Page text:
Kevin Camphuis is co-founder of ShakeUpFactory, a business accelerator and a venture capital firm for tech-driven startups focused on food, beverage, hospitality and travel industries. Based in Station F in Paris, ShakeUpFactory leverages a community of entrepreneurs, mentors and investors to provide tailored support and advise to startups and entrepreneurs. Kevin Camphuis, who is also a jury member of our Fi Global Startup Innovation Challenge, speaks to us about the state of food innovation in Europe.
What are some of the biggest challenges the food industry faces today?
“I would say there are so many, too many, in fact! We are realising that, following COVID and now the Ukraine crisis, we have spent the past 50+ years perfecting our supply chains and optimizing them in such a way that there is ultra-specialization everywhere.
“And those super-efficient supply chains that we've created, are in fact, super fragile. They cannot resist such crises and are not prepared for the climate crisis that we are just entering. And so, actors of the value chain, be they farmers or food brands, are just starting to understand that they will have to deeply reinvent what is needed to make the food value chain sustainable in the long term.”
Is enough innovation happening to make our food system truly sustainable and resilient?
“The food industry is just starting to experiment with what [innovation] means. Until now, I would say that we've done optimisation, the perfection of processes, super fine-tuning, and development. But it was not innovation.
“Innovation requires going beyond boundaries to explore territories that you're not ready for, to look at technologies that you don't understand. To experiment beyond regulation. To explore needs and habits that you're not used to.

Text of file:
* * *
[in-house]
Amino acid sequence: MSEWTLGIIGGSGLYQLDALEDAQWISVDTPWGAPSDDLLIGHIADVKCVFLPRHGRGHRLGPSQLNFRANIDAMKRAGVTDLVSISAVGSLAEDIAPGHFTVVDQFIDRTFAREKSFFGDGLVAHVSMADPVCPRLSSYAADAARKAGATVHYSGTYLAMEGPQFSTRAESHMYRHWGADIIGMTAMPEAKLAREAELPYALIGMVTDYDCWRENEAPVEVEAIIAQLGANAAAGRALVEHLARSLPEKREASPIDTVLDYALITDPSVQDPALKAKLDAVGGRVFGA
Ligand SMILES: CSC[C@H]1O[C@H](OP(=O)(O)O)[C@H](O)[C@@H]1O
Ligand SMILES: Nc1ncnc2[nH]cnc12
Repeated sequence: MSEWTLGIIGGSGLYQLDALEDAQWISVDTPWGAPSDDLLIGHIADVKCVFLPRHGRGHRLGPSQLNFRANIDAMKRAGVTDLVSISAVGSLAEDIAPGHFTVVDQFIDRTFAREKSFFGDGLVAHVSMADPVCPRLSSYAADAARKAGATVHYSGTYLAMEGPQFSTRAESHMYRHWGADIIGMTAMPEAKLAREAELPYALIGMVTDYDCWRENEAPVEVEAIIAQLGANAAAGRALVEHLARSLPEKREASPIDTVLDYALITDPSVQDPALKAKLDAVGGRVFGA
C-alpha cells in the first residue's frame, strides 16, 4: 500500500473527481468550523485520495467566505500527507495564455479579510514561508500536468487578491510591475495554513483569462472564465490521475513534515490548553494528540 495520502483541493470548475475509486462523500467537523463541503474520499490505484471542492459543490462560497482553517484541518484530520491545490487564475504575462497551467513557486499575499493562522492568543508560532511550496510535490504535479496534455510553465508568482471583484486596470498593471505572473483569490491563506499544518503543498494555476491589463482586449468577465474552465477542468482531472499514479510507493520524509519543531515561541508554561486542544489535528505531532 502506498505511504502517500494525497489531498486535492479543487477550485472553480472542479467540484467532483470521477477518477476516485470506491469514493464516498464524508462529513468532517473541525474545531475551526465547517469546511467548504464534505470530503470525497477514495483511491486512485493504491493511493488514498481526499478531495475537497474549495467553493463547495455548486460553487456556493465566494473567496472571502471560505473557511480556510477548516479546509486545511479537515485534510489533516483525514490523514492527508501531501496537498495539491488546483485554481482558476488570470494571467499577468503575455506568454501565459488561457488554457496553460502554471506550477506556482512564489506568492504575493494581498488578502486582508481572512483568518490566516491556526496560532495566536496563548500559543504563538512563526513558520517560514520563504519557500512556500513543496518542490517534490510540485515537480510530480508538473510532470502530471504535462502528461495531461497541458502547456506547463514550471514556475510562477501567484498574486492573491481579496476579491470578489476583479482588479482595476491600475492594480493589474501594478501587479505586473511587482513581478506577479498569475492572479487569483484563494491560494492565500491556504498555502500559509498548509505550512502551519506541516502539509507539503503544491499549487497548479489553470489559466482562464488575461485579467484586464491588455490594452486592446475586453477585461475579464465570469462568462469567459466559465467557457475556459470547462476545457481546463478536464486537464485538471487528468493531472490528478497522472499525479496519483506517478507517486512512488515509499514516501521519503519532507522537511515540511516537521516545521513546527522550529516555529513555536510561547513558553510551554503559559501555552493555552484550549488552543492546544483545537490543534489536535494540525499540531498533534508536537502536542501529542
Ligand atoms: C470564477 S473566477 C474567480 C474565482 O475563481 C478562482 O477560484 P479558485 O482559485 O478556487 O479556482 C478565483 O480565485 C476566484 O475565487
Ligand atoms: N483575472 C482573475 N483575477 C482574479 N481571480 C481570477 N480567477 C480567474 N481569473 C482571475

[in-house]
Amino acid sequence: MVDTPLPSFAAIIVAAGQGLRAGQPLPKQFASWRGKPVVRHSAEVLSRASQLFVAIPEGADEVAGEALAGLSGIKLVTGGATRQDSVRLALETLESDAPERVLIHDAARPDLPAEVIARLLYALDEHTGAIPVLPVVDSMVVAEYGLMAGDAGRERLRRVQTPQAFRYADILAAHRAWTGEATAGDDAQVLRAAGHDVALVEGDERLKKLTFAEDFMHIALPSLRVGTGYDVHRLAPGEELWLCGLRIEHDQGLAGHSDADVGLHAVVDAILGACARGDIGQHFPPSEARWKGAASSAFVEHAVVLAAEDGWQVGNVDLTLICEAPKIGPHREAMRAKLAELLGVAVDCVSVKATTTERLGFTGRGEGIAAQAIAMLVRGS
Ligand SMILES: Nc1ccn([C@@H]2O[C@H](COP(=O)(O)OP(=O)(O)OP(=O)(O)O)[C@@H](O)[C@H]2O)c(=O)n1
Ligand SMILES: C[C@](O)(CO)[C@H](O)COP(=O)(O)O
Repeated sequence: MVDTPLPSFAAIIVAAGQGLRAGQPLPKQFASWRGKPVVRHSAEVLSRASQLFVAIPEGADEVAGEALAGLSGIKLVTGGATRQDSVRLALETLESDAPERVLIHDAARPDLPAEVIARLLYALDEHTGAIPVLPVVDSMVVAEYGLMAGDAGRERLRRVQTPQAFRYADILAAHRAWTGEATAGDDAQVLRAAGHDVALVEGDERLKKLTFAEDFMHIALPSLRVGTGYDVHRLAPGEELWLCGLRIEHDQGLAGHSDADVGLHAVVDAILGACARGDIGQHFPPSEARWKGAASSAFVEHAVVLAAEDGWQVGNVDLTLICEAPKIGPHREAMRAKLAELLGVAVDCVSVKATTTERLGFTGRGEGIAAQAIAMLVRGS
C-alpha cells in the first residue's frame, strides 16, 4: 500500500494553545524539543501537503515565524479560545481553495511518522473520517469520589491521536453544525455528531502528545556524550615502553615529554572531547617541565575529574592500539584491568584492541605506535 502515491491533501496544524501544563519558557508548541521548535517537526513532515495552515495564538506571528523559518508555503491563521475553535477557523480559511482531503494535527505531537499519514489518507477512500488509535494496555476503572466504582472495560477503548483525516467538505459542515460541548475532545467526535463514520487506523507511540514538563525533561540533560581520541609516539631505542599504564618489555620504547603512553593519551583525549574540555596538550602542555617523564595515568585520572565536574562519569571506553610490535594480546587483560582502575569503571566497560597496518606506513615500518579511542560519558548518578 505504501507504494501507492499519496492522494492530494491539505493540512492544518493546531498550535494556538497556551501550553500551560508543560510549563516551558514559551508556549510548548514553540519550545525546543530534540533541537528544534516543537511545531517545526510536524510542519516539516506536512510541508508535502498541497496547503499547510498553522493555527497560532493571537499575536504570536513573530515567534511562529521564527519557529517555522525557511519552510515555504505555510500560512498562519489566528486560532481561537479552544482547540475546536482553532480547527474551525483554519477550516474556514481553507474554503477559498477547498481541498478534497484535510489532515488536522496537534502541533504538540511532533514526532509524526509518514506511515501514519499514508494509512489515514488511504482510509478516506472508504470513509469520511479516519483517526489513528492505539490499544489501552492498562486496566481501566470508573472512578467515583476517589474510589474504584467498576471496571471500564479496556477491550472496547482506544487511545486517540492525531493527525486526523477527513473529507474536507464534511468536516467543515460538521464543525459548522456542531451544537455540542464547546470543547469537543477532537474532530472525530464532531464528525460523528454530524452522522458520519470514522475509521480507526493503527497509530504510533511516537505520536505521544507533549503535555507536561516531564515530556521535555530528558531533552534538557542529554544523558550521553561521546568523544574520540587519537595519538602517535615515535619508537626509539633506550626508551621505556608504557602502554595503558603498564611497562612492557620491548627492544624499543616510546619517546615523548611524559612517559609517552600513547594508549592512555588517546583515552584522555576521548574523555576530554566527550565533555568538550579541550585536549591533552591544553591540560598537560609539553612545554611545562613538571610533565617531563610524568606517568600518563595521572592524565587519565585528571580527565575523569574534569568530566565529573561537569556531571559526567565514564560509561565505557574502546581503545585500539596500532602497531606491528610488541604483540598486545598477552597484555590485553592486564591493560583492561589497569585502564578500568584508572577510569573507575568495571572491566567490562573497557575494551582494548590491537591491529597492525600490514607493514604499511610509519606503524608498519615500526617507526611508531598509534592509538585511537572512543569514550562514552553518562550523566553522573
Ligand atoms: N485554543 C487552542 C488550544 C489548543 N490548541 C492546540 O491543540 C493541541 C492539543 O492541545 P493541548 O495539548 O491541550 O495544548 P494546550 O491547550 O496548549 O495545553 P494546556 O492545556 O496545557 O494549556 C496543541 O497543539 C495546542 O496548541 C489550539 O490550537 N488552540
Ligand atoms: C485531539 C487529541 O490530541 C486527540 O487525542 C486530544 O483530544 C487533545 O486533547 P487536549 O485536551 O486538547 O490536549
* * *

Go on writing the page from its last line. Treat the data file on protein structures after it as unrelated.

“This is why startups do succeed and this is also why startups are needed. A large majority of [startups] are about digital technologies or biotechnologies that the traditional food industry doesn't understand and cannot master by itself. So, it can only come from the outside.”
What specific hurdles are there for European startups?
“Fragmentation is the first one. The second is regulation. Our regulation processes are not adapted to what we need to invent for the future. Our regulation was meant to secure - it is really useful, but we need to open the door to be able to test and go beyond the traditional borders and boundaries.
“France initiated a startup transformation five years ago, and we see how beneficial it is to the economy, to the ways of working, and to simplifying processes, regulation and so on. And so, Europe needs to rejuvenate its way of doing business, to make it simpler and more open. We are still stuck not only with regulation, but also with the institution and layers that we have to simplify and lighten if we want to accelerate.”
What work does ShakeUpFactory do and how do you help startups?
“We not only provide startups [...] with a very bespoke professional support and coaching, networking, and access to financing; we also provide the same kind of support to industry professionals.
“We are an open innovation consultancy dedicated to breakthrough innovation on food from farm to fork. So, we have the chance to not only learn but design, test and scale what will be the future ingredients, solutions, services, processes, business models, that will make food more sustainable in the future.
“And we have our third leg, which is being an ecosystem builder because the future of innovation is about ecosystems. This is why we partnered with the [Startup Innovation Challenge]. EIT food is another ecosystem we are very active in and it's the largest in EU for innovation. It helps us to be constantly connected to what’s happening and leveraging the synergies between all the actors.”